Wilocity has been developing 60 GHz wireless chipsets based on the IEEE 802.11ad standard, also known as WiGig technology. Chips based on WiGig technology wirelessly transfer data between devices at speeds of up to 7Gbps over a limited distance.
While 802.11ac enables Gigabit Wi-Fi networks to offload mobile traffic, 60 GHz technology brings multi-gigabit speeds, capacity improvements, and power efficiency. With the integration of WiGig into its mobile platforms, Qualcomm will enable mobile devices to provide near-instantaneous access to the cloud, and allowing for greater cellular network offload. 802.11ad also extends the Qualcomm VIVE portfolio, and builds on the company?s recent initiatives to enhance Wi-Fi networks with 11ac 2.0 solutions with MU-MIMO.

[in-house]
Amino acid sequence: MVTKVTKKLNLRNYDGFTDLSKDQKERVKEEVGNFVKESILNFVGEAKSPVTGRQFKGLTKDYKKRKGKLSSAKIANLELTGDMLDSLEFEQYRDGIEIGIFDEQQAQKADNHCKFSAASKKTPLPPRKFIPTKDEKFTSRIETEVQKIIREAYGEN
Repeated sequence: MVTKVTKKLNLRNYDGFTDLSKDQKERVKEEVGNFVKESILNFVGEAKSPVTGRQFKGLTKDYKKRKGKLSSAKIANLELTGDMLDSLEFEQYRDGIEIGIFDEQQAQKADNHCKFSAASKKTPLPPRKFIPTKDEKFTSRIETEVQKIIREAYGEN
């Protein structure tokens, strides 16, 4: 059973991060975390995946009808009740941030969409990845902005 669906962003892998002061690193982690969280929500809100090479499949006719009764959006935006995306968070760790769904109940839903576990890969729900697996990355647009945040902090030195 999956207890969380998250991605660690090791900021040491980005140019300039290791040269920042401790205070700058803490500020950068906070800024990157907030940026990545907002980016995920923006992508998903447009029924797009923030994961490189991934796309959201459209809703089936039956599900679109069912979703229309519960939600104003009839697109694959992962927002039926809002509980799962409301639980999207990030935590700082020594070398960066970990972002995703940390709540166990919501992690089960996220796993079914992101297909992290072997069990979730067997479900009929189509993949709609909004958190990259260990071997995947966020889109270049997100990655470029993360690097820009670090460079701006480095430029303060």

Qualcomm's initial tri-band platform is a reference design based on the Qualcomm Snapdragon 810, which supports WiGig to enable applications such as 4k video streaming.
It integrates the multi-gigabit performance of 802.11ad operating in the 60 GHz spectrum band along with 802.11ac that operates in the 5 GHz band and 802.11b/g/n in the 2.4 GHz band.
In combination, 11ad and 11ac create a powerful wireless solution, coupling the whole home coverage of 11ac with the in-area multi-gigabit connectivity of 11ad.
With the Wilocity acquisition, Qualcomm put itself in direct competition with Broadcom.